Phytobioactive compound-based nanodelivery systems for the treatment of type 2 diabetes mellitus – current status
Received 13 October 2016
Accepted for publication 20 December 2016
Published 9 February 2017 Volume 2017:12 Pages 1097—1111
Checked for plagiarism Yes
Review by Single anonymous peer review
Peer reviewer comments 3
Editor who approved publication: Dr Thomas J Webster
Palanivel Ganesan,1,2 Palanisamy Arulselvan,3 Dong-Kug Choi1,2
1Nanotechnology Research Center and Department of Applied Life Science, 2Department of Biotechnology, College of Biomedical and Health Science, Konkuk University, Chungju, Republic of Korea; 3Laboratory of Vaccines and Immunotherapeutics, Institute of Bioscience, Universiti Putra Malaysia, Serdang, Malaysia
Abstract: Type 2 diabetes mellitus (T2DM) is a major chronic disease that is prevalent worldwide, and it is characterized by an increase in blood glucose, disturbances in the metabolism, and alteration in insulin secretion. Nowadays, food-based therapy has become an important treatment mode for type 2 diabetes, and phytobioactive compounds have gained an increasing amount of attention to this end because they have an effect on multiple biological functions, including the sustained secretion of insulin and regeneration of pancreatic islets cells. However, the poor solubility and lower permeability of these phyto products results in a loss of bioactivity during processing and oral delivery, leading to a significant reduction in the bioavailability of phytobioactive compounds to treat T2DM. Recently, nanotechnological systems have been developed for use as various types of carrier systems to improve the delivery of bioactive compounds and thus obtain a greater bioavailability. Furthermore, carrier systems in most nanodelivery systems are highly biocompatible, with nonimmunologic behavior, a high degree of biodegradability, and greater mucoadhesive strength. Therefore, this review focuses on the various types of nanodelivery systems that can be used for phytobioactive compounds in treating T2DM with greater antidiabetic effects. There is also additional focus on improving the effects of various phytobioactive compounds through nanotechnological delivery to ensure a highly efficient treatment of type 2 diabetes.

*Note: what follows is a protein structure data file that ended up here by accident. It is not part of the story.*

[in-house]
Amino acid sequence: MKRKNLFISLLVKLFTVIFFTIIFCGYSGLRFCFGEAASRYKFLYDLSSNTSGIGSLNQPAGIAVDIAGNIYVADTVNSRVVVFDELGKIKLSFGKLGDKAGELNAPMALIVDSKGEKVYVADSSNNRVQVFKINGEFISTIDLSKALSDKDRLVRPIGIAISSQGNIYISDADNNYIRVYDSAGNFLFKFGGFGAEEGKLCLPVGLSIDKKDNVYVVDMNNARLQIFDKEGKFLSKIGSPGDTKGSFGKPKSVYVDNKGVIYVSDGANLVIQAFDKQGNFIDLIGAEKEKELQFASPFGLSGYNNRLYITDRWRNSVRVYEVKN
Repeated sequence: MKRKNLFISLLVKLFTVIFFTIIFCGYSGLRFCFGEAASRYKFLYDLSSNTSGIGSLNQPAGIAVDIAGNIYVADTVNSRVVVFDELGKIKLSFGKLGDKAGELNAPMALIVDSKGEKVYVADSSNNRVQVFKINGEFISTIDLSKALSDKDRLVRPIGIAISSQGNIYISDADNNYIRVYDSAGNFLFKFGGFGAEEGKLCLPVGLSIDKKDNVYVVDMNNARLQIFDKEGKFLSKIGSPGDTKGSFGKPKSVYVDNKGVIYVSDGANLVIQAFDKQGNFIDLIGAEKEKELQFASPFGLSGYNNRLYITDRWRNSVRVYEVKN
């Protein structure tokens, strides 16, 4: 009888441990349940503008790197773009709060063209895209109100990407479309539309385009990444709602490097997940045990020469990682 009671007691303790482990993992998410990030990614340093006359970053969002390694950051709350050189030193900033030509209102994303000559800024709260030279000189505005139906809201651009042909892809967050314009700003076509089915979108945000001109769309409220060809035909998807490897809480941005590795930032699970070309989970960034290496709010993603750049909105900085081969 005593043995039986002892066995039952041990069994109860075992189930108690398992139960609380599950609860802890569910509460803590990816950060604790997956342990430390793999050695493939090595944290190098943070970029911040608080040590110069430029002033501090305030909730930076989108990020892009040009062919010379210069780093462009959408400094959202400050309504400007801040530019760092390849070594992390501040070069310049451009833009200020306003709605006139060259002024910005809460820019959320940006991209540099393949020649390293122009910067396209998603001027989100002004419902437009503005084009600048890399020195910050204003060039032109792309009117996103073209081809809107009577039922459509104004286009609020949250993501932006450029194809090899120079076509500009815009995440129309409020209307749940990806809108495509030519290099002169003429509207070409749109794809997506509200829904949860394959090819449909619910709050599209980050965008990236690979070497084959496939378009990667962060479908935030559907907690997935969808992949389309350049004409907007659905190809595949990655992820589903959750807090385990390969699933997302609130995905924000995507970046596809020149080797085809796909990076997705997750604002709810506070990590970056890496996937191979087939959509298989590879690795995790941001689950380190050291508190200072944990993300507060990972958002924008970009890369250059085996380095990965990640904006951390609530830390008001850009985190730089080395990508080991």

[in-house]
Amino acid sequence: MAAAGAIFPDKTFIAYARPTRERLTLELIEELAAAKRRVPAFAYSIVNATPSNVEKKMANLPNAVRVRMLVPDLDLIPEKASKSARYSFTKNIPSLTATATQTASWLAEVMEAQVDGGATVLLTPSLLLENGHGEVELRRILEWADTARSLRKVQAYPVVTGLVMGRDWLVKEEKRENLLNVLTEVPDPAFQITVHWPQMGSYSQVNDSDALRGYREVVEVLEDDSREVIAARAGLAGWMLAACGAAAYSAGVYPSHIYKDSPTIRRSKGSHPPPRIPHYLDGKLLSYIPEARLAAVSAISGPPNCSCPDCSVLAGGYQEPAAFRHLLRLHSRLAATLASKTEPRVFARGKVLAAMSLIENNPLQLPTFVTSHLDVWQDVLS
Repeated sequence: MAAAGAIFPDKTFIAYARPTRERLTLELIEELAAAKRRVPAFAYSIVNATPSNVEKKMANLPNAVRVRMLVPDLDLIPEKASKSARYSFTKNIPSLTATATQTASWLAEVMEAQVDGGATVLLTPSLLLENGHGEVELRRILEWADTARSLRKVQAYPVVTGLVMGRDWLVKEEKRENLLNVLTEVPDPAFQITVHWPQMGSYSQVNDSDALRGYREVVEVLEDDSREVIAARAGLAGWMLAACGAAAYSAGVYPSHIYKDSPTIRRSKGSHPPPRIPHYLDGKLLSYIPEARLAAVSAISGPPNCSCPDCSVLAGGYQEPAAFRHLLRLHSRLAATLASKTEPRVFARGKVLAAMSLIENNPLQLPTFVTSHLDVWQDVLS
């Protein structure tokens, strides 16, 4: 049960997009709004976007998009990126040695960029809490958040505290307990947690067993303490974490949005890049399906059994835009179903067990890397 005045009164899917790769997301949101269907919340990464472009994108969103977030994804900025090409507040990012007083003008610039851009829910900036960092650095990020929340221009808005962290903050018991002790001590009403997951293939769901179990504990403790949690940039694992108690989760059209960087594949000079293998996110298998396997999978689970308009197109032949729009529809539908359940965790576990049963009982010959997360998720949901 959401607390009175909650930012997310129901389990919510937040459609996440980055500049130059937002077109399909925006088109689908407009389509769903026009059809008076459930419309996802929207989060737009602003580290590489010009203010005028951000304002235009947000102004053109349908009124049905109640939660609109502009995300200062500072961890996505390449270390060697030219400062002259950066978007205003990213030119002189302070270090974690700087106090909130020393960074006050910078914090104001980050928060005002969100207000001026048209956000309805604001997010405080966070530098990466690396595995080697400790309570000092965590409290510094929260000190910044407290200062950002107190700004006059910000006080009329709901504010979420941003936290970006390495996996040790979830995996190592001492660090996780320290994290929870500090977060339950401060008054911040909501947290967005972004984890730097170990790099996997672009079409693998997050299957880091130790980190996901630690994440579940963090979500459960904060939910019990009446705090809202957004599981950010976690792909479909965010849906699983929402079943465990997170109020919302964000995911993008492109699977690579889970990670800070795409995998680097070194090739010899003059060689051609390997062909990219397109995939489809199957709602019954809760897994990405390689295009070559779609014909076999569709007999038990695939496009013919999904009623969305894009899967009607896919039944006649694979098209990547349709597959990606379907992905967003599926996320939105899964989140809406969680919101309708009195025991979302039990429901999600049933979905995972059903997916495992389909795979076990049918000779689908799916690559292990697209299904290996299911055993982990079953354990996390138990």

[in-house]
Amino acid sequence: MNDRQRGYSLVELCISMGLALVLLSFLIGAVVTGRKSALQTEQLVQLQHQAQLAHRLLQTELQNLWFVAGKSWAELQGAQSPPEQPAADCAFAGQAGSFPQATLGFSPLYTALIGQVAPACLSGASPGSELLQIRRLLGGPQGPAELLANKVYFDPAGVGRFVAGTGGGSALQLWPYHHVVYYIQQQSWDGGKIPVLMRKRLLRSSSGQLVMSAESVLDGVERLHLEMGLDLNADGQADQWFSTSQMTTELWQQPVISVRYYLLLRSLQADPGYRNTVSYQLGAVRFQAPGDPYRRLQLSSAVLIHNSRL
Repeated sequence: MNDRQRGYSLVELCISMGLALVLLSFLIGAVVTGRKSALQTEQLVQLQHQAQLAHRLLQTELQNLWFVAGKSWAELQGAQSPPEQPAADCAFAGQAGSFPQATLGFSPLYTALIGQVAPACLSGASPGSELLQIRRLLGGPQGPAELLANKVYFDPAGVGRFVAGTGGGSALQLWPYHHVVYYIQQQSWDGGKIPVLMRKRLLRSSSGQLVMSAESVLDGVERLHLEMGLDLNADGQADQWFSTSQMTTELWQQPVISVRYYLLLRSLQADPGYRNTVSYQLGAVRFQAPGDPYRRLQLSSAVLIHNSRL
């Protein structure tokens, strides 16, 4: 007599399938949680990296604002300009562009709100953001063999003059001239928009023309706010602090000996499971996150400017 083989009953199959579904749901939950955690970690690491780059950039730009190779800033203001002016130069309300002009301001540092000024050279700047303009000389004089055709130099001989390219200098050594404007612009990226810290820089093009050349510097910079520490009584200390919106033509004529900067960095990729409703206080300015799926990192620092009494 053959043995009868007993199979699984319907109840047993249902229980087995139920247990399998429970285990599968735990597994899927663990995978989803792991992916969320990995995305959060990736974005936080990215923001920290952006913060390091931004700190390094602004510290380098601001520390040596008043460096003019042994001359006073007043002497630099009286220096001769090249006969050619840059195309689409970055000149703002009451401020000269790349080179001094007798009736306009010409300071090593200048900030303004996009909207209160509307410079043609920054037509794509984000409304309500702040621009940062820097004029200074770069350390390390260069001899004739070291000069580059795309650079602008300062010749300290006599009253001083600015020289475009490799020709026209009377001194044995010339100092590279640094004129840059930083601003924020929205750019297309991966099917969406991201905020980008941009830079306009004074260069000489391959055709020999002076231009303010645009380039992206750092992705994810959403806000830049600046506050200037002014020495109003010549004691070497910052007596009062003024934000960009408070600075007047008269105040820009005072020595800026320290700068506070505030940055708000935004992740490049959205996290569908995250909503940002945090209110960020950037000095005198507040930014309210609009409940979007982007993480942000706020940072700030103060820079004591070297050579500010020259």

Keywords: type 2 diabetes, nanodelivery system, phytobioactive compounds, oral delivery
Type 2 diabetes mellitus (T2DM) is a major chronic disease with an increasing prevalence worldwide, and it is a major burden in many developing and developed countries due to the numerous complications associated with the diseases.1,2 The disease associated with numerous factors, including genetics, age, lack of physical activity, food habits, high stress, inflammation, and obesity. Many factors related to this disease can be controlled through a change in lifestyle and activities.3,4 Inflammation for this disease, and the associated complications, can be effectively reduced by taking certain drugs, and recently, the consumption of phytobioactive compounds – such as polyphenols, flavanones, curcumin, terpenoids, and quercetin rich foods – has shown potential antidiabetic effects without any other complications.5,6 Many researchers have orally administered phytobioactive compounds to show its beneficial effect on T2DM and its complications.7–15 However, many food grade bioactive compounds taken through oral means undergo a substantial loss in bioactivity, and thereby, the antidiabetic activity of the phytobioactive compounds is diminished.
Various nanodelivery systems have been developed to improve the oral bioavailability of phyto-based antidiabetic compounds and to ensure sustained antidiabetic activities.16 Baicalin successfully formulated nanostructured lipid carrier (NLC) delivery systems with particle sizes of 92 nm, and these showed a higher antidiabetic activity with a sustained release of these compounds through oral delivery.17 Stevioside is another phyto compound that has shown improved antidiabetic activity via controlled release of the compounds through polyethylene glycol-polylactic acid nanoparticle delivery systems with a particle size of 150 nm.18 In addition to the potential delivery of phytobioactive compounds for systematic circulation, many researchers are searching for effective delivery materials with highly nontoxic and nonmutagenic behavior as well as good water solubility. Although different nanodelivery systems plays a critical role in the delivery of active compounds to many diseases.19,20 Only a few novel nanodelivery systems, such as solid lipid nanoparticles, nano-phytosome, and nanoemulsion, have shown good efficacy in the delivery of phytobioactive compounds. Very recently controlled delivery of drugs was studied using nanowire systems,21–23 and their efficacy in delivery of drugs to the diabetic model is still limited. The current review presents the potential use of various nanoscale drug delivery systems for phyto-based bioactive compounds to treat T2DM and its associated complications.